DNA Structure


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  •  The DNA double helix is made up of 2 polynucleotide strands held together by hydrogen bonds between the bases.
  •  Two polynucleotide chains that make up a DNA double helix are antiparallel of each other.
  •  There are 23 pairs of chromosomes in every cell in the body with the exception of gamete cells (sperm and egg cell).

Complementary nucleotides are paired

Adenine Thymine 2 hydrogen bonds
Guanine Cytosine 3 hydrogen bonds

 DNA Structure

  • The DNA strand consists of a sugar-phosphate backbone and Complementary base pairings (nucleotides)

 The structure of a single nucleotide consists of one…

  • Phosphate Group
  • Deoxyribose sugar
  • Nitrogen Base (Adenine, Thymine, Guanine, Cytosine)


  • The phosphodiester bond  (bond joining two nucleotides) must start from a 3 carbon to attach to a 5 carbon of another nucleotide. It is because of this that the DNA polynucleotide is put together through a series of 3-5 linkages (3 prime to 5 prime linkages).
  •  The DNA strand is described as having antiparallel strands as the two polynucleotide strands are going in opposite directions.
  •  The DNA strand terminates at either the 3 prime or 5 prime linkages.
  •  The bond linking one nucleotide to another in a polynucleotide chain is called a phosphodiester bond (covalent).


Nitrogen Bases

  • Adenine and Guanine are purine bases.
  • Thymine and Cytosine are pyrimidine bases.
  • Pyrimidine contains 1 ring.
  • Purine contains 2 rings.


Only a purine paired with a pyrimidine can fit the space between the polynucleotide backbone.


Process of Supercoiling DNA and the function of Histone Proteins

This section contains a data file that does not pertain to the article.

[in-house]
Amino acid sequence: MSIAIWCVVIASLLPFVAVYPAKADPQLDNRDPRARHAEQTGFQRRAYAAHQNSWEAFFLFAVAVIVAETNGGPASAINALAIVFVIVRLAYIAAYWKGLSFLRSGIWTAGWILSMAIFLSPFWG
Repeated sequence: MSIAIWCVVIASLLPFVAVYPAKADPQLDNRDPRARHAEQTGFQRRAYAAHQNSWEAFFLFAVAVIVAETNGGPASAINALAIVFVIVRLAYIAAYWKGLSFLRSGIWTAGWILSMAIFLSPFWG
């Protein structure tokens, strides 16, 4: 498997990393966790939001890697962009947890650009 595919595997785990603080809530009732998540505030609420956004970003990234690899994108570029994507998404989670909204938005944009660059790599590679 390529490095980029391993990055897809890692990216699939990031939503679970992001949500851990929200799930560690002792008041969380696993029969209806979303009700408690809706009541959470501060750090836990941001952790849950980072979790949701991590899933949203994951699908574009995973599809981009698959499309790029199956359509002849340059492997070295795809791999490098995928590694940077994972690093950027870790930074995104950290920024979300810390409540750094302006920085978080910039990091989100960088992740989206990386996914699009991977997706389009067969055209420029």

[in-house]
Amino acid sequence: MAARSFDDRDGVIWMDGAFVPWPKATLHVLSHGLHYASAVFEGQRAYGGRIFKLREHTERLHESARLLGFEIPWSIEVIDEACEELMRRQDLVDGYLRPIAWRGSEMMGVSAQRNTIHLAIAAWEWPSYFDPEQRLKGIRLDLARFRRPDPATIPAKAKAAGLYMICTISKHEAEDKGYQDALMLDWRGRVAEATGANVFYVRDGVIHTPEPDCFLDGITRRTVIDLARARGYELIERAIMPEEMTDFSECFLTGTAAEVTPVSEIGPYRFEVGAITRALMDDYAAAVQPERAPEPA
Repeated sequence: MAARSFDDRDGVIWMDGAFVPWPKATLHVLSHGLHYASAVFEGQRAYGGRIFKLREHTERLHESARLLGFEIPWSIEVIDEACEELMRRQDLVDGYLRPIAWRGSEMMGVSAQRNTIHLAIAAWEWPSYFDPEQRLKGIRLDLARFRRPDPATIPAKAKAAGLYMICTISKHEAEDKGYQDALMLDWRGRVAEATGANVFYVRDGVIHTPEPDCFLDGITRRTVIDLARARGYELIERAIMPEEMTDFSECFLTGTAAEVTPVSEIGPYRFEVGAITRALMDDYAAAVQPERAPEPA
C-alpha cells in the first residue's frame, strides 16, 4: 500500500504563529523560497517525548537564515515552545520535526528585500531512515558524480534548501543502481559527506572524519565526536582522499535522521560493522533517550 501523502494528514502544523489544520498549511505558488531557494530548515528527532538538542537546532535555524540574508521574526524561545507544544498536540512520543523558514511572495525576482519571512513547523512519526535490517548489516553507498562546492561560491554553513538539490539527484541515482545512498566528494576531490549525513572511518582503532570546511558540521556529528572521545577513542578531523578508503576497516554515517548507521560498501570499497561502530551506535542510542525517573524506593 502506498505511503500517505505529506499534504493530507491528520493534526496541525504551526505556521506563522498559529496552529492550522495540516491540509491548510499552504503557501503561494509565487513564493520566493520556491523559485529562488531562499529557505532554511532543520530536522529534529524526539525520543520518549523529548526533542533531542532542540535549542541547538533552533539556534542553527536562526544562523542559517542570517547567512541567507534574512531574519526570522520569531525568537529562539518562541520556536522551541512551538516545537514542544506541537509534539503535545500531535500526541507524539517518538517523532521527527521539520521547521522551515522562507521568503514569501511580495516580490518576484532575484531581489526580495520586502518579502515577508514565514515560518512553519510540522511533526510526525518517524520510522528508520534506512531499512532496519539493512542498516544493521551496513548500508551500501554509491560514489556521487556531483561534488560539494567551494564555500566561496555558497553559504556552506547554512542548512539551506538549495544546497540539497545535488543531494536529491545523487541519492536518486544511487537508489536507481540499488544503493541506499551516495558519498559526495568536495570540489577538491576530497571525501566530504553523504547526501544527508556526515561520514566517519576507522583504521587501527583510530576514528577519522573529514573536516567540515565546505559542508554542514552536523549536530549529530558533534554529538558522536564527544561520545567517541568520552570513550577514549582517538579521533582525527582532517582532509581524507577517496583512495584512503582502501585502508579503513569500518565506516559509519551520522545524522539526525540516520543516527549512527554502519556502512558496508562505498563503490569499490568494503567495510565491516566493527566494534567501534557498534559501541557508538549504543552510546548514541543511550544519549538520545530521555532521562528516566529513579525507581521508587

• During nuclear division DNA must become tightly packed in order for the chromosomes to move and divide.
  • During interphase DNA needs to extend to replicate and allow for the transcription of gene.

The function of histones are…

  • To supercoil DNA
  • To regulate gene expression. (DNA not exposed to enzyme helicase and DNA polymerase.

Supercoiling DNA allows DNA strands to be more compact and fit into the nucleus. Supercoiling also controls transcription as unraveled DNA is exposed to helicase.


Gene Types

Type of Gene Known as…  Function
Structural Genes Regulatory proteins Codes for functional proteins. E.g. enzymes, hormones, antibodies.
Single copy genes Highly repetitive sequences Controls transcription of other genes.


Introns and Exons

The entire sequence of nucleotides in a cell of an organism is known as a genome.

  •  An exon is a segment of a gene that contains instructions for making part of a polypeptide.
  • Exons are often separated by intervening strand of DNA known as introns.
  • Introns are strands of DNA which do not code for proteins.
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 Student NameReview Date 
1079 Administrator 03 Jun 2013 18:01:53
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